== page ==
John McCain went on the offensive Thursday in a key battleground state, hoping to blunt criticism that he was indirectly responsible for the possible loss of more than 8,000 jobs in Wilmington, Ohio.
“I can’t assure you that this train wreck isn’t going to happen but I will do everything in my power to see that we avert it,” said McCain in a meeting with over two dozen Wilmington business owners, local officials, and community organizers.
Democrats are trying to pin the economic loss squarely on the McCain campaign, stressing ties between DHL, a global package delivery company, and his campaign manager, Rick Davis.
Five years ago, Davis lobbied Congress to accept a plan by German-owned DHL to buy Wilmington, Ohio-based Airborne Express.
Now, DHL wants to route its packages through Louisville, Ky., a move that would cost southwest Ohio thousands of much-needed jobs.
In Wilmington on Thursday, McCain promised to hold congressional hearings and send a letter to the CEO of DHL’s parent company, Deutsche Post AG, asking him to meet with the affected workers.
“I’m deeply troubled by the specter of job loss confronting the town of Wilmington and this entire area, nine counties,” said McCain. “My concerns are being reinforced in my meeting today with those facing the most personal consequences.”
Jobs are a critical issue in economically-struggling Ohio, a swing state that awarded George W. Bush the 2004 election. Wilmington, located in the southwest part of the state, is traditionally a Republican stronghold.
Although Davis ended his representation of DHL in 2005, Democrats see the connection as a prime opportunity to paint the presumptive Republican nominee as beholden to lobbyists and big corporations.
On Wednesday, Ohio Democratic Sen. Sherrod Brown called on McCain and Davis to use their influence to encourage DHL to keep the jobs in Ohio.
"Rick Davis earned hundreds of thousands of dollars lobbying for DHL," Brown said on Wednesday. "Now it's time to see if he and John McCain will use their considerable clout to lobby for Ohio families."
Since the deal was announced in May, Ohio lawmakers have asked DHL, the White House, and other American and German government officials to help stop the move.
On Wednesday, a Cleveland Plain Dealer story reported that Davis and a partner earned nearly $600,000 lobbying the Senate to accept DHL’s proposal to buy Airborne Express for $1.05 billion.
Some in Congress feared that allowing a foreign-owned company manage air commerce could threaten national security. Sen. Ted Stevens, R-Alaska, tried to insert language prohibiting a foreign-owned carrier from flying military equipment or troops.
McCain, then chairman of the Commerce Committee, objected, arguing that Congress should not limit the Pentagon’s choices. The deal went through, and initially boosted the economy in the region, particularly after DHL moved its air freight operation from Kentucky to Wilmington in 2005.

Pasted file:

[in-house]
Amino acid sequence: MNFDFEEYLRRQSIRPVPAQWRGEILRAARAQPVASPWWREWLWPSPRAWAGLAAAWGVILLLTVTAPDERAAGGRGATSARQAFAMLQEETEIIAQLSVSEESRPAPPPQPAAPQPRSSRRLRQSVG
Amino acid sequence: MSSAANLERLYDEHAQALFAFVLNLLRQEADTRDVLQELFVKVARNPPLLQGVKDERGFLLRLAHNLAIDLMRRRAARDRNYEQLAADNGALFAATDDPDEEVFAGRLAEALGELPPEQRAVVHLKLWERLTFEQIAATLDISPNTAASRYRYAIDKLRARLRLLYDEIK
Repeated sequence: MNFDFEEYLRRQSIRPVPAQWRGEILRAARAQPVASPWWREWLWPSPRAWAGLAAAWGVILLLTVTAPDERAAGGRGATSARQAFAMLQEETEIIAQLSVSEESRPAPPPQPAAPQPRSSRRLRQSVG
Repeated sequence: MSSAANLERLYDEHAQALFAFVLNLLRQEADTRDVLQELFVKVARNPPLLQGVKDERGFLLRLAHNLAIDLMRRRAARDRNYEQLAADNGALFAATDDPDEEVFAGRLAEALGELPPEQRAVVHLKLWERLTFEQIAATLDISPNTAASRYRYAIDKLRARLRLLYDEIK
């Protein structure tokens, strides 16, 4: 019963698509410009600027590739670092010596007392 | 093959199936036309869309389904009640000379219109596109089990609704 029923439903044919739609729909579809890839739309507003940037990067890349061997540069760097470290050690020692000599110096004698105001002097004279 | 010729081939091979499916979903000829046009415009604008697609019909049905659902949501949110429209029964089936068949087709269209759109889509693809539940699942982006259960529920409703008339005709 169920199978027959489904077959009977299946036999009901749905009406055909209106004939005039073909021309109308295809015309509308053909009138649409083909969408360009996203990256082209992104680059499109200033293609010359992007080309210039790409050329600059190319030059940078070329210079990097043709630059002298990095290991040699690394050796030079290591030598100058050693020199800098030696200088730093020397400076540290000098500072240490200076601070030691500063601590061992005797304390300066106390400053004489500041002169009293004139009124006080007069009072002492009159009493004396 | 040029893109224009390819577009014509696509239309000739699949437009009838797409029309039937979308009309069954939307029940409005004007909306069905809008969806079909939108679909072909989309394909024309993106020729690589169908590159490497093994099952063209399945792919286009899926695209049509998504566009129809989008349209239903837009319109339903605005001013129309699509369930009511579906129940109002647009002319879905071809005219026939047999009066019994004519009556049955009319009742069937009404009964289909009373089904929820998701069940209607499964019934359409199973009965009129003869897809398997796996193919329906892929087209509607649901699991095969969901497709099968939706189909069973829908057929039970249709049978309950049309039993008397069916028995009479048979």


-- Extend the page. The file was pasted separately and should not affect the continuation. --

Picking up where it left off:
In May, DHL announced that it planned to ship its packages on the planes of rival United Parcel Service, which flies out of Louisville. The change would render the Wilmington airport and its employees unnecessary.
When Mary Houghtaling, president of the Community Care Hospice in Wilmington, tearfully asked about the job losses at an event in Portsmouth, Ohio about a month ago, McCain said he doubted that he could stop the company from moving.
“I've got to look you in the eye and give you some straight talk,” he said. “I don't know if I can stop it or not.”
After their first meeting, Houghtaling followed-up with McCain’s offices, urging the Arizona senator to come to Wilmington.
At the town hall, Houghtaling begged McCain to do everything he could to save the jobs.
“There are people in my community and beyond that didn’t like the answer you gave me and think you are only here today because it was a weak answer and you felt political pressure to be here,” she said.
“You being here and keeping a promise is what will help build our trust again.”
McCain said that Houghtaling had altered his perception of the situation.
‘I have to give you straight talk Mary,” he said. “I never knew it in the way that you described it to me in the human terms.”
In the 45-minute meeting, McCain told the community members that he would do everything he could to fight the job losses.
McCain said he supports a federal review of the case, characterizing the proposal as “anticompetitive.”
This week, Sen. Herb Kohl, D-Wisc., and Sen. Orrin Hatch, R-Utah, asked the Justice Department and the Federal Trade Commission to review the deal for antitrust concerns.
But McCain was careful not to overpromise.
After Wilmington Mayor David Raizk described the task force formed by the community to assess the move’s economic impact, McCain shot back with a loaded question.
“What are your contingencies?”
Raizk laughed nervously and explained the group was also exploring redevelopment opportunities.
“I can’t look you in the eye and say I’m sure we’re going to avert this,” McCain later said.
If all efforts fail, McCain argued that national emergency grant funding should be paired with displaced worker assistance and a retraining program to stem the economic pain.
“Please know that this has been very helpful to me but it’s also very heart-wrenching to me to hear you speak,” he said.
Although he might not be able to save the jobs, McCain’s tough talk won over at least one Wilmington voter.
“Sen. McCain, this is a very partisan thing to say but I can’t wait ‘til you land Air Force One out there,” said Houghtaling, ending the meeting.